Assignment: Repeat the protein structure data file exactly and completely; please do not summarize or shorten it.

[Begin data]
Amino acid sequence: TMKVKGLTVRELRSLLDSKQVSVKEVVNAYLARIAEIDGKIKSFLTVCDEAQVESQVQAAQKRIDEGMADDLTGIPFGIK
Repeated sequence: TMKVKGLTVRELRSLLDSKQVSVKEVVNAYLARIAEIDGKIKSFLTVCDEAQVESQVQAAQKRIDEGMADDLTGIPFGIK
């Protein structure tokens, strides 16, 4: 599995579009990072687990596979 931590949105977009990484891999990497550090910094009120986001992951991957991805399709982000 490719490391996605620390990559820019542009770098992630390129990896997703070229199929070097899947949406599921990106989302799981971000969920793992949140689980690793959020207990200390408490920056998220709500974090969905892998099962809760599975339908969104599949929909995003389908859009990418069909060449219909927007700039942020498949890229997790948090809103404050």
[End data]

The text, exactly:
Amino acid sequence: TMKVKGLTVRELRSLLDSKQVSVKEVVNAYLARIAEIDGKIKSFLTVCDEAQVESQVQAAQKRIDEGMADDLTGIPFGIK
Repeated sequence: TMKVKGLTVRELRSLLDSKQVSVKEVVNAYLARIAEIDGKIKSFLTVCDEAQVESQVQAAQKRIDEGMADDLTGIPFGIK
């Protein structure tokens, strides 16, 4: 599995579009990072687990596979 931590949105977009990484891999990497550090910094009120986001992951991957991805399709982000 490719490391996605620390990559820019542009770098992630390129990896997703070229199929070097899947949406599921990106989302799981971000969920793992949140689980690793959020207990200390408490920056998220709500974090969905892998099962809760599975339908969104599949929909995003389908859009990418069909060449219909927007700039942020498949890229997790948090809103404050």